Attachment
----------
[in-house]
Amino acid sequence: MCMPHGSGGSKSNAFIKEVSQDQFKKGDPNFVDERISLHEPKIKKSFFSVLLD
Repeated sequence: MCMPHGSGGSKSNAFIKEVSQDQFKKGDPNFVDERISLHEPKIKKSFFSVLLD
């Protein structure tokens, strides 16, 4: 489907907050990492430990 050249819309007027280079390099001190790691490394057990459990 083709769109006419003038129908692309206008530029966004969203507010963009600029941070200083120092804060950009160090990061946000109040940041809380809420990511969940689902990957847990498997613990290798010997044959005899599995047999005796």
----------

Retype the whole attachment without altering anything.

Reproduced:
[in-house]
Amino acid sequence: MCMPHGSGGSKSNAFIKEVSQDQFKKGDPNFVDERISLHEPKIKKSFFSVLLD
Repeated sequence: MCMPHGSGGSKSNAFIKEVSQDQFKKGDPNFVDERISLHEPKIKKSFFSVLLD
């Protein structure tokens, strides 16, 4: 489907907050990492430990 050249819309007027280079390099001190790691490394057990459990 083709769109006419003038129908692309206008530029966004969203507010963009600029941070200083120092804060950009160090990061946000109040940041809380809420990511969940689902990957847990498997613990290798010997044959005899599995047999005796």